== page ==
Fifth's disease rash is caused by a virus called parvovirus B19. This rash is just one of several expressions of the virus, which can include arthritis and other conditions.
Fifth's Disease AKA Slapped Cheek Syndrome
The disease is considered one of five common childhood rashes, hence its name. Many of those that contract fifth's disease rash will not show any signs or symptoms of the rash. However, those that do will often develop a red skin rash on the cheeks. This has led to the nickname "slapped cheek syndrome."
Symptoms of the Condition
The condition is most common in children ages six to ten years of age. Though it is not considered life threatening, it can be somewhat uncomfortable and is accompanied by a few signs and symptoms, including:
- Cold symptoms, such as a stuffy nose
- Swollen glands
- Sore throat
- Itchy skin
These symptoms generally disappear after just a couple of days, leading many parents to believe it was just a passing cold. However, these cold-like symptoms will be followed shortly by the development of rashy cheeks. The body rash will eventually spread almost in a lace-like pattern down the body and onto the arms and legs. The rash may last up to three weeks before fading entirely. By the time the rash appears, it is usually no longer contagious.
Cases in Older Children and Adults
In older children and adults, the rash tends to itch more and may appear on the hands and feet. This type of rash may be contagious throughout the life of the condition. Additionally, teens and adults may experience joint swelling that can be uncomfortable or painful. A doctor can prescribe medications that will help ease the discomfort. In rare cases, this joint swelling can last months or even years.
Infection During Pregnancy
In most cases, pregnant mothers were exposed to parvovirus B19 earlier in life with little or no symptoms and therefore are immune to the virus in adulthood. In a small number of cases, expectant mothers who contract the virus may face increased risk of stillbirth or miscarriage.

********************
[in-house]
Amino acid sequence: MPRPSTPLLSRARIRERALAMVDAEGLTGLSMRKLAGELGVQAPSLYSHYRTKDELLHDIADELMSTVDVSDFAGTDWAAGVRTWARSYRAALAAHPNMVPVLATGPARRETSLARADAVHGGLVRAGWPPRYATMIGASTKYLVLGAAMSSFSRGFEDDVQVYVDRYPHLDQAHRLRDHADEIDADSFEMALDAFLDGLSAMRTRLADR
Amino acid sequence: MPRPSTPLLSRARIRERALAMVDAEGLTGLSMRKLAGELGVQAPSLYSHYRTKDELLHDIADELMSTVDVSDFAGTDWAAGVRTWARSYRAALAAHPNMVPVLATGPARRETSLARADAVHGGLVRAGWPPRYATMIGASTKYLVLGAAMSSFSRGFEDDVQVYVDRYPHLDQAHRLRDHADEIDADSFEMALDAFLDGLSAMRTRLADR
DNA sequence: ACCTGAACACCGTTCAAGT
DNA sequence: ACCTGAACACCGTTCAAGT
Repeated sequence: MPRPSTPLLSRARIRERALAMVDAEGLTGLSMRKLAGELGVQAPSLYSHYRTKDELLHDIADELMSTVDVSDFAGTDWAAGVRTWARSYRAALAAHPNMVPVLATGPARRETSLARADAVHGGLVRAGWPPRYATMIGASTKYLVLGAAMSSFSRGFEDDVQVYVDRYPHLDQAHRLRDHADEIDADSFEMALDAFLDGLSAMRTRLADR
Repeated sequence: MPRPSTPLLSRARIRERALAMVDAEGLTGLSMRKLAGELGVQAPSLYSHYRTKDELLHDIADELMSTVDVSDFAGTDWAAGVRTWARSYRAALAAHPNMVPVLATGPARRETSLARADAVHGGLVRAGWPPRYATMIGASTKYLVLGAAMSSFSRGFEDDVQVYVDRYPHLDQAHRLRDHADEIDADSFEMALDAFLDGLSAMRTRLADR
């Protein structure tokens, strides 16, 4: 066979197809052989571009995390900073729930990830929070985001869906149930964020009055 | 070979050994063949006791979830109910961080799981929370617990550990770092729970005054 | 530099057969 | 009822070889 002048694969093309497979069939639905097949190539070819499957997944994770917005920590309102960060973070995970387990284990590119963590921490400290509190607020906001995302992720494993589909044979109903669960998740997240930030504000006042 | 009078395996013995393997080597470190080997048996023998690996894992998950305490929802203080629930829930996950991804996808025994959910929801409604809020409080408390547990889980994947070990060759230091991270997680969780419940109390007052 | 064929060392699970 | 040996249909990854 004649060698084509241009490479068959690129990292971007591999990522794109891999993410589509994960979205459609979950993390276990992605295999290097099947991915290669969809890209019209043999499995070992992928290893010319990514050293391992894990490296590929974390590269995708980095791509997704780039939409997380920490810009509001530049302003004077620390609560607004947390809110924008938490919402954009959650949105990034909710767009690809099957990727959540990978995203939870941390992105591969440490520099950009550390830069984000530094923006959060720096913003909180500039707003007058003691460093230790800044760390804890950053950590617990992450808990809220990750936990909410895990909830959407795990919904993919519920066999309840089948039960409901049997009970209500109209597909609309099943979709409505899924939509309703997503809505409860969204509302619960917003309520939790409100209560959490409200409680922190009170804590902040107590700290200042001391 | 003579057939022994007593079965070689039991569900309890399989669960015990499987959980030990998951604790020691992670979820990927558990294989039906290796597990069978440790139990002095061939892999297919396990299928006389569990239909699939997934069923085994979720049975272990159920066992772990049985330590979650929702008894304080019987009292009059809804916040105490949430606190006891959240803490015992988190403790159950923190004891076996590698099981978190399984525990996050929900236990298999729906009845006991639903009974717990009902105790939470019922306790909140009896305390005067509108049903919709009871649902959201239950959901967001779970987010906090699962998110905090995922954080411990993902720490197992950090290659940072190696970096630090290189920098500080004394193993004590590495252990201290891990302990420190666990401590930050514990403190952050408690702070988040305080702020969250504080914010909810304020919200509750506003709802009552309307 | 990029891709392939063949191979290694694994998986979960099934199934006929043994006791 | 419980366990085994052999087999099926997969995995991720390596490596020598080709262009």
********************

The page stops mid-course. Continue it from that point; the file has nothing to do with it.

Treatment Limited to Skin Salves
There is no real way to treat the illness, as it is a virus and immune to antibiotics. Though there are medications that treat viral infections, there is no known medication to treat fifth's disease. In nearly all cases, the rash symptoms are fairly mild and do not require any treatment.
If the rash becomes itchy, a doctor may be able to prescribe medications or salves to help with the symptoms.
Prevention Is the Best Defense
Though the virus is sometimes compared to rubella, measles and scarlet fever, there is no known vaccine available for the prevention of fifth's disease. Since those who have it are generally contagious before they realize they have the illness, it makes it quite difficult to safeguard against getting the condition. Doctors recommend encouraging your child to regularly wash his or her hands to prevent the spread of germs. It may also be a good idea to regularly sanitize your home and your child's toys to prevent germ-sharing between family members. If you suspect your child has this virus, consult a doctor for advice on how to ease symptoms and discomfort.